The rest days allowed us to go on mini-safaris, an overnight stay at the Ngorongoro Crater, a four-hour drive from Arusha. The Crater is the world’s largest inactive, intact and infilled volcanic caldera. The crater formed when a large volcano exploded and collapsed on itself 2 to 3 million years ago. It descends 2,000 feet from the lip of the crater where we camped overnight, listening to the sounds of Cape Buffalo grazing by the tents. At the crack of dawn we descended a steep, twisty gravel/mud road to the floor of crate, which is about 100 square miles. Fed by various water sources, it is lush with vegetation and supports an enormous variety of wildlife (about 25,000 large animals). It is a place of remarkable natural beauty.

We were up close and personal with lions, wildebeest, zebras, hippos, gazelles, hyenas, jackals, caracals, elephants, Cape buffalos, and extraordinary bird life. A lake in the centre of the crater shimmers pink because of all the flamingos. We stumbled on two lion kills: the first by young male lions, who were feasting on a buffalo while jackals and hyenas circled waiting their turn. The other happened as we were approaching. Five lionesses stalked a herd of zebras, separated them into two and picked out their prey, with each lion taking turns to chase. Eventually they caught it by the hind leg and brought it down. The strangest thing was watching the zebra herd right after the kill. They stopped running, they remained in a large circle around the lions and the kill looking intently at the scene.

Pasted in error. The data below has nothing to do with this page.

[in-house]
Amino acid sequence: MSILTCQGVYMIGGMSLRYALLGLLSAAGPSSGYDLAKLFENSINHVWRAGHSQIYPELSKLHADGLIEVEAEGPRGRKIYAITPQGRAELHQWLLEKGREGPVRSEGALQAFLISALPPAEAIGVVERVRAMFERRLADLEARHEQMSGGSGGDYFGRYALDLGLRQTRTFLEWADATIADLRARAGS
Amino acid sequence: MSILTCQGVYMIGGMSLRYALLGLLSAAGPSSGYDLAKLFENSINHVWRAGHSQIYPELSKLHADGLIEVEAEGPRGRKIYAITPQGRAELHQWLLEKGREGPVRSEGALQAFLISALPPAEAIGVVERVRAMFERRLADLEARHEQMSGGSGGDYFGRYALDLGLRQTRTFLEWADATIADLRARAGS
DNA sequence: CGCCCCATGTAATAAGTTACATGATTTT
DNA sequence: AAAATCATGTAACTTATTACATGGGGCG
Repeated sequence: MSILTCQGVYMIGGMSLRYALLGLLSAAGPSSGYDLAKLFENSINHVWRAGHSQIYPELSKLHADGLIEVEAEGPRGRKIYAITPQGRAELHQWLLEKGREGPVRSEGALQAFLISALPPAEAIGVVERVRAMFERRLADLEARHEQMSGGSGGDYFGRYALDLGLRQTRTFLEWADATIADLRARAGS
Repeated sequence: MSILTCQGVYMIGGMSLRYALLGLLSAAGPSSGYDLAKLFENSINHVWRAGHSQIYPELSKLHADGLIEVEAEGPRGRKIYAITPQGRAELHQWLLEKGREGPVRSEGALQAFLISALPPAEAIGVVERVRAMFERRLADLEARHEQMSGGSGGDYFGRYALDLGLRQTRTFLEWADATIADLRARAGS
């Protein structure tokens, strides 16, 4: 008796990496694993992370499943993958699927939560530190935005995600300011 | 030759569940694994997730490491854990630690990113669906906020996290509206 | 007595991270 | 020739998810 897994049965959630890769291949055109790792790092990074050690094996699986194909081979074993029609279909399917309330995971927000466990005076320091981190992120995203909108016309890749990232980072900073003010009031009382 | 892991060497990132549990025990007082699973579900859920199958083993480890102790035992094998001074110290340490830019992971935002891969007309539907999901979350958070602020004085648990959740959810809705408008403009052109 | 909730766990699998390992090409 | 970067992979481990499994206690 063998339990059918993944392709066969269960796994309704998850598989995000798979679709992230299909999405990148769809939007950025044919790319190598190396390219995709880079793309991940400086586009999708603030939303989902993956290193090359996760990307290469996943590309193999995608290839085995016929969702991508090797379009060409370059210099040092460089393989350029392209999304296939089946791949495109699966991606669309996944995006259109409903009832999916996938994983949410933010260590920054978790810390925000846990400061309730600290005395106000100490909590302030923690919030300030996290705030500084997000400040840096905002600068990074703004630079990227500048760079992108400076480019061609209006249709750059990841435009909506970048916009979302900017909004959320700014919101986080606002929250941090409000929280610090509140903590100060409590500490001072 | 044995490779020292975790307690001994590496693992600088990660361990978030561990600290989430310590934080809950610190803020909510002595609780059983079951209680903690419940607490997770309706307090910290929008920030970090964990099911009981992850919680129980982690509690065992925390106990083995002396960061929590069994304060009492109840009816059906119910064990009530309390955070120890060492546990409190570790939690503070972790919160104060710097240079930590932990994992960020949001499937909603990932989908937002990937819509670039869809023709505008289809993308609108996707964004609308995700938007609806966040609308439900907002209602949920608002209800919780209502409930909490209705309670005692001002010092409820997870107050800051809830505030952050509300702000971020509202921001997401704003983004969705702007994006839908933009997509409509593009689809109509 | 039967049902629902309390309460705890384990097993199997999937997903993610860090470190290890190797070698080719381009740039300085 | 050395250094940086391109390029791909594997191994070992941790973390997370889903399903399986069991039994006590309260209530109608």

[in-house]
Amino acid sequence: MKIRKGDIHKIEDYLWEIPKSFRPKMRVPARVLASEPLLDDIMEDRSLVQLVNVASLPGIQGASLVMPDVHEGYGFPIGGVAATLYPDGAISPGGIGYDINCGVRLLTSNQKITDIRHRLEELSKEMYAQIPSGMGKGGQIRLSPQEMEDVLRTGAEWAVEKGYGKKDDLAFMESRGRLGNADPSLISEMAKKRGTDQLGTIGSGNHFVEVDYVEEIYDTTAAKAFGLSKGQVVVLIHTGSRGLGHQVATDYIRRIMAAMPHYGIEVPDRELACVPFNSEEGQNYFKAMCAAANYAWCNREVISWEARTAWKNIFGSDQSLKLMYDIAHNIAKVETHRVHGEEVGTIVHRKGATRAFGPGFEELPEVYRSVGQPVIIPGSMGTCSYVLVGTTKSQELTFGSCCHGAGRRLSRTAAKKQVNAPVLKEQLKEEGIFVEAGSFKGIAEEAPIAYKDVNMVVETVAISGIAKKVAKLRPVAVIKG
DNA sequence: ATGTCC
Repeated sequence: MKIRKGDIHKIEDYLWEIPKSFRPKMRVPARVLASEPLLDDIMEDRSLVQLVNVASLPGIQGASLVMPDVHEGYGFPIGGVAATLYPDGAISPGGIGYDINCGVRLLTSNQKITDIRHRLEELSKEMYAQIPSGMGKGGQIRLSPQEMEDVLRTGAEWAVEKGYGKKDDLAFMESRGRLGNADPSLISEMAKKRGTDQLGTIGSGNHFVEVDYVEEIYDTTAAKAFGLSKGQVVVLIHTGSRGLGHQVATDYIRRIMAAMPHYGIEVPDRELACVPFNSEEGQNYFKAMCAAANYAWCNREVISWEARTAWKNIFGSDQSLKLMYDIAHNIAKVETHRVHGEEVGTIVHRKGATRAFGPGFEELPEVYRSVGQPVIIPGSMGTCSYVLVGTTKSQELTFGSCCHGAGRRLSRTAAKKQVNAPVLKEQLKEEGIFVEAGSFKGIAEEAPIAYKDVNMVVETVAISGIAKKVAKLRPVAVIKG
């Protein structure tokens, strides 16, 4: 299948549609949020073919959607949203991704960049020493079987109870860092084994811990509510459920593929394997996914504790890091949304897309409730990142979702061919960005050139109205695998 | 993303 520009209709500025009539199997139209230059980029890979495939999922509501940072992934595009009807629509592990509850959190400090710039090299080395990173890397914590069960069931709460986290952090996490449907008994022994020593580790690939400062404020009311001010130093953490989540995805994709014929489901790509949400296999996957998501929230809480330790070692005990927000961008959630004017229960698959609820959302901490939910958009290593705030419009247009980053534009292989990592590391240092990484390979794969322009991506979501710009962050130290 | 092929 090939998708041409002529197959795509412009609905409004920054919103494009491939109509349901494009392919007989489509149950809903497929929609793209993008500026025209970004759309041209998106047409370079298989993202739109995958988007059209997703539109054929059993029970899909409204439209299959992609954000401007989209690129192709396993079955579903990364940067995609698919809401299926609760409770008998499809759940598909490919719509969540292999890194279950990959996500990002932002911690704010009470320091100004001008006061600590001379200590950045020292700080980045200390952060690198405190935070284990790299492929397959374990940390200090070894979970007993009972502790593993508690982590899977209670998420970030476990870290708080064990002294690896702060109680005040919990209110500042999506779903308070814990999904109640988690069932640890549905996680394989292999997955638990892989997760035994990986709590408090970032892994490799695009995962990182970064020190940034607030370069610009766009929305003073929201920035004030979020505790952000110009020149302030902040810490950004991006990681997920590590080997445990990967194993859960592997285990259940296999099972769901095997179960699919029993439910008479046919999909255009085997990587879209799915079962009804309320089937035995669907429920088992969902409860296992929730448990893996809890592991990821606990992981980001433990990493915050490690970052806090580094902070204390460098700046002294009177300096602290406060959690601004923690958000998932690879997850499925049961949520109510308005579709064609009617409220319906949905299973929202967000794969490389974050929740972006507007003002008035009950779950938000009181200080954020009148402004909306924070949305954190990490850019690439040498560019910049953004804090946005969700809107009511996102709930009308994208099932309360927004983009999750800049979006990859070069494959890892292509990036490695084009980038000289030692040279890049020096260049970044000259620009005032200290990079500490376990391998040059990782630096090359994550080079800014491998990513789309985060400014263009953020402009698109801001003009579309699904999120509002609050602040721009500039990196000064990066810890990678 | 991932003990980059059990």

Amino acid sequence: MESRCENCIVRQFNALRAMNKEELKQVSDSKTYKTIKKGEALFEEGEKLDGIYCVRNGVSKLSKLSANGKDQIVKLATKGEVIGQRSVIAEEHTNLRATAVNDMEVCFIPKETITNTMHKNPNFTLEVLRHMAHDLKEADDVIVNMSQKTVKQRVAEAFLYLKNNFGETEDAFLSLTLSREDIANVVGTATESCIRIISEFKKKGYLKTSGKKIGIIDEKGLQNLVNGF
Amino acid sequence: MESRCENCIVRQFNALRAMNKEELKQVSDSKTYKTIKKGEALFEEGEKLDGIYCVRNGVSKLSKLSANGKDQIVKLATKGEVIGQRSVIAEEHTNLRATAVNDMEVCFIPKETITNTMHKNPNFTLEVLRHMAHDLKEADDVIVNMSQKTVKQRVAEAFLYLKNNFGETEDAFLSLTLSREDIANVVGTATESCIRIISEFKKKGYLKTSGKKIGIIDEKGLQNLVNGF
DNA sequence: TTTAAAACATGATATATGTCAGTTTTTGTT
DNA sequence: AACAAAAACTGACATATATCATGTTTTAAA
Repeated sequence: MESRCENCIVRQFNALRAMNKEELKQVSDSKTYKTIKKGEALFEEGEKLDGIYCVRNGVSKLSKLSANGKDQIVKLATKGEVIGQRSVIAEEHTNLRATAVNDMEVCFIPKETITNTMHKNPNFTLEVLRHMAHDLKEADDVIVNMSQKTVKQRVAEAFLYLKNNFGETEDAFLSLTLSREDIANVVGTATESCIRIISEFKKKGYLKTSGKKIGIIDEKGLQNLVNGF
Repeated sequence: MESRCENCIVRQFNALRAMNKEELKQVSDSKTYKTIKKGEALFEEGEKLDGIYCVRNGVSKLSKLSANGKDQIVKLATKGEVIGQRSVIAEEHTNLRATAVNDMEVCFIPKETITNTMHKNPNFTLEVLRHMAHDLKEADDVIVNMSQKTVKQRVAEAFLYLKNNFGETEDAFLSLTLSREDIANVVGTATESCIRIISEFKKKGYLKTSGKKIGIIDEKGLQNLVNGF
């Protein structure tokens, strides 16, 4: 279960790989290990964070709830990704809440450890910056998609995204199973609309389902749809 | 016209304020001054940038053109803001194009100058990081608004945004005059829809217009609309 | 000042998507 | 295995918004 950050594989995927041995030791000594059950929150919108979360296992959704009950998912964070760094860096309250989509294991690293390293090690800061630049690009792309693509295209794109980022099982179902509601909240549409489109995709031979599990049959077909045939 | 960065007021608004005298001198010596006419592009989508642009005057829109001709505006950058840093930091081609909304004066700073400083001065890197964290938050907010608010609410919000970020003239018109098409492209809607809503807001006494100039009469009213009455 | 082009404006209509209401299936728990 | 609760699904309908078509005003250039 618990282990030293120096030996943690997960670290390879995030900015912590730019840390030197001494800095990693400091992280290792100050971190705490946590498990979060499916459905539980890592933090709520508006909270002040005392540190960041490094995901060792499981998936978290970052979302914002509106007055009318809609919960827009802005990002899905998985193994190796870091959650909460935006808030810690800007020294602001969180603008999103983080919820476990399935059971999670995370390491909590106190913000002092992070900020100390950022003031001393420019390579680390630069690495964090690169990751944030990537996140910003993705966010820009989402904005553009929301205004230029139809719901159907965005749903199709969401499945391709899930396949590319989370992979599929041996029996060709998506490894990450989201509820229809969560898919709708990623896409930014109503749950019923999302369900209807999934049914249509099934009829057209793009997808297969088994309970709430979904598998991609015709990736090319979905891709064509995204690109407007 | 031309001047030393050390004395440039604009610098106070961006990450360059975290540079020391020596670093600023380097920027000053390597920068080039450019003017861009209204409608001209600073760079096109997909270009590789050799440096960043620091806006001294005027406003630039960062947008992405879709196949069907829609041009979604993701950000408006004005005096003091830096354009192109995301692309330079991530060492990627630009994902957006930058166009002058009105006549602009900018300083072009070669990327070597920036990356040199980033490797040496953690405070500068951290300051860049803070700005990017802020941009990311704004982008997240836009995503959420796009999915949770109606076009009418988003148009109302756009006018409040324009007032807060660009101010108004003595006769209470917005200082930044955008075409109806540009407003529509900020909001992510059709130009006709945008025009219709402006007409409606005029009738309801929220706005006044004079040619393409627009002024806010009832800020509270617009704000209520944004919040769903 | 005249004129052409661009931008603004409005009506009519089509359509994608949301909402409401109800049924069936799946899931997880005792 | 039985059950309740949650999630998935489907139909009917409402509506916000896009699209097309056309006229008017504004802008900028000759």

For all its wonder there was a disturbing feeling about the crater or more precisely how we, as humans, have eroded and confined the natural space. Yes, this was the wildlife’s natural habitat, except there were roads crisscrossing it and that day, being off season, only about 30 or so safari LandCruisers. In high season, I was told, there could be as many as 300 cars cruising the crater. I had the impression of watching a natural life variant of that 1998 movie, The Truman Show, where everything in Truman Burbank’s (Jim Carrey) life is part of a massive TV set contained within a bubble.